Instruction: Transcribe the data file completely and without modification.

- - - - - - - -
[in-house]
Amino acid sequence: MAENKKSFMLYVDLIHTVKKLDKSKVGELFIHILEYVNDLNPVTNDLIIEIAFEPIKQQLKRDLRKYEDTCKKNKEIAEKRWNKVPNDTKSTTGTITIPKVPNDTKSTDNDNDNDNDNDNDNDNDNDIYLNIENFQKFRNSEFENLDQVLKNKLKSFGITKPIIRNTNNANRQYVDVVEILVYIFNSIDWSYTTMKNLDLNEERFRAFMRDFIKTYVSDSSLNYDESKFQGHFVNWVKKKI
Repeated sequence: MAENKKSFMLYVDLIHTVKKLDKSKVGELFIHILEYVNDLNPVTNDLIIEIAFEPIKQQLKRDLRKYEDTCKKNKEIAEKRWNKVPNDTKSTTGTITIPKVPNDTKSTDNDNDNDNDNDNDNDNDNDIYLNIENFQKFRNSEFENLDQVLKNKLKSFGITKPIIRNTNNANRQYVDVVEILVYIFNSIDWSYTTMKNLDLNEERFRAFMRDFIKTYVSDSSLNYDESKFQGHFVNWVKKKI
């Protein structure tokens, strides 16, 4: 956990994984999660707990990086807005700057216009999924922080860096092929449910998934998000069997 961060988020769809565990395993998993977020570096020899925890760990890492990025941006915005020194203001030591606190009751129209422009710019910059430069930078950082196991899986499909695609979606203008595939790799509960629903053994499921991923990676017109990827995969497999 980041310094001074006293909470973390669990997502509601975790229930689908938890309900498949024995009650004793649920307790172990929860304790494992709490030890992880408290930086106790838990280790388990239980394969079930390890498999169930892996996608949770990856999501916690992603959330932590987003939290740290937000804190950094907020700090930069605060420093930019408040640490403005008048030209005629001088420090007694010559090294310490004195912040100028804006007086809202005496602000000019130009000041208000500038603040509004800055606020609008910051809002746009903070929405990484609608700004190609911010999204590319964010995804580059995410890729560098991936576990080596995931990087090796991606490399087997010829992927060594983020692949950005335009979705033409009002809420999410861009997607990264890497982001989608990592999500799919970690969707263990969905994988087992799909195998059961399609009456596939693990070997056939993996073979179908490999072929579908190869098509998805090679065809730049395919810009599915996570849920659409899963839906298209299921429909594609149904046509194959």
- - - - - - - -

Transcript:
[in-house]
Amino acid sequence: MAENKKSFMLYVDLIHTVKKLDKSKVGELFIHILEYVNDLNPVTNDLIIEIAFEPIKQQLKRDLRKYEDTCKKNKEIAEKRWNKVPNDTKSTTGTITIPKVPNDTKSTDNDNDNDNDNDNDNDNDNDIYLNIENFQKFRNSEFENLDQVLKNKLKSFGITKPIIRNTNNANRQYVDVVEILVYIFNSIDWSYTTMKNLDLNEERFRAFMRDFIKTYVSDSSLNYDESKFQGHFVNWVKKKI
Repeated sequence: MAENKKSFMLYVDLIHTVKKLDKSKVGELFIHILEYVNDLNPVTNDLIIEIAFEPIKQQLKRDLRKYEDTCKKNKEIAEKRWNKVPNDTKSTTGTITIPKVPNDTKSTDNDNDNDNDNDNDNDNDNDIYLNIENFQKFRNSEFENLDQVLKNKLKSFGITKPIIRNTNNANRQYVDVVEILVYIFNSIDWSYTTMKNLDLNEERFRAFMRDFIKTYVSDSSLNYDESKFQGHFVNWVKKKI
């Protein structure tokens, strides 16, 4: 956990994984999660707990990086807005700057216009999924922080860096092929449910998934998000069997 961060988020769809565990395993998993977020570096020899925890760990890492990025941006915005020194203001030591606190009751129209422009710019910059430069930078950082196991899986499909695609979606203008595939790799509960629903053994499921991923990676017109990827995969497999 980041310094001074006293909470973390669990997502509601975790229930689908938890309900498949024995009650004793649920307790172990929860304790494992709490030890992880408290930086106790838990280790388990239980394969079930390890498999169930892996996608949770990856999501916690992603959330932590987003939290740290937000804190950094907020700090930069605060420093930019408040640490403005008048030209005629001088420090007694010559090294310490004195912040100028804006007086809202005496602000000019130009000041208000500038603040509004800055606020609008910051809002746009903070929405990484609608700004190609911010999204590319964010995804580059995410890729560098991936576990080596995931990087090796991606490399087997010829992927060594983020692949950005335009979705033409009002809420999410861009997607990264890497982001989608990592999500799919970690969707263990969905994988087992799909195998059961399609009456596939693990070997056939993996073979179908490999072929579908190869098509998805090679065809730049395919810009599915996570849920659409899963839906298209299921429909594609149904046509194959």